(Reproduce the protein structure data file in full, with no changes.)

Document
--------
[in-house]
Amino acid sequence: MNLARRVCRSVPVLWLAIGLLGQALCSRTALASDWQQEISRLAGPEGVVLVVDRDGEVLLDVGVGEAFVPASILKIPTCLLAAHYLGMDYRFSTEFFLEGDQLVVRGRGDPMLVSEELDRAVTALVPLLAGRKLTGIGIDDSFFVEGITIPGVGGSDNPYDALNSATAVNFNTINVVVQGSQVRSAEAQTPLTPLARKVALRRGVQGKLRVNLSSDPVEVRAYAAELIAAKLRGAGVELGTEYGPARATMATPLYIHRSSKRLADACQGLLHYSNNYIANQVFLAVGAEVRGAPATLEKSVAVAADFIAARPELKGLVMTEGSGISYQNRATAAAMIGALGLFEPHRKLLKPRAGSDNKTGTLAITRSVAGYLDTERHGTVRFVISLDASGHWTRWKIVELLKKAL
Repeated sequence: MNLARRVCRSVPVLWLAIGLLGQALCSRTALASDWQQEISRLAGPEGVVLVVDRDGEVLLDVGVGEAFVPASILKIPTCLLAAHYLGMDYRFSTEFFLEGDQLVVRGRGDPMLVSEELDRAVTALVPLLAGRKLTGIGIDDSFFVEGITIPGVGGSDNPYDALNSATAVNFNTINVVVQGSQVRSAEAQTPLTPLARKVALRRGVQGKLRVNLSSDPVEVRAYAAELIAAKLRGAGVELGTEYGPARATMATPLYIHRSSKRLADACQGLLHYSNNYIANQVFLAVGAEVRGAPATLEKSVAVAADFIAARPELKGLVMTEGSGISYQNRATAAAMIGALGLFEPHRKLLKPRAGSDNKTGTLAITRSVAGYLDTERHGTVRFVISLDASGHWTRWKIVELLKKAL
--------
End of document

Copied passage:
[in-house]
Amino acid sequence: MNLARRVCRSVPVLWLAIGLLGQALCSRTALASDWQQEISRLAGPEGVVLVVDRDGEVLLDVGVGEAFVPASILKIPTCLLAAHYLGMDYRFSTEFFLEGDQLVVRGRGDPMLVSEELDRAVTALVPLLAGRKLTGIGIDDSFFVEGITIPGVGGSDNPYDALNSATAVNFNTINVVVQGSQVRSAEAQTPLTPLARKVALRRGVQGKLRVNLSSDPVEVRAYAAELIAAKLRGAGVELGTEYGPARATMATPLYIHRSSKRLADACQGLLHYSNNYIANQVFLAVGAEVRGAPATLEKSVAVAADFIAARPELKGLVMTEGSGISYQNRATAAAMIGALGLFEPHRKLLKPRAGSDNKTGTLAITRSVAGYLDTERHGTVRFVISLDASGHWTRWKIVELLKKAL
Repeated sequence: MNLARRVCRSVPVLWLAIGLLGQALCSRTALASDWQQEISRLAGPEGVVLVVDRDGEVLLDVGVGEAFVPASILKIPTCLLAAHYLGMDYRFSTEFFLEGDQLVVRGRGDPMLVSEELDRAVTALVPLLAGRKLTGIGIDDSFFVEGITIPGVGGSDNPYDALNSATAVNFNTINVVVQGSQVRSAEAQTPLTPLARKVALRRGVQGKLRVNLSSDPVEVRAYAAELIAAKLRGAGVELGTEYGPARATMATPLYIHRSSKRLADACQGLLHYSNNYIANQVFLAVGAEVRGAPATLEKSVAVAADFIAARPELKGLVMTEGSGISYQNRATAAAMIGALGLFEPHRKLLKPRAGSDNKTGTLAITRSVAGYLDTERHGTVRFVISLDASGHWTRWKIVELLKKAL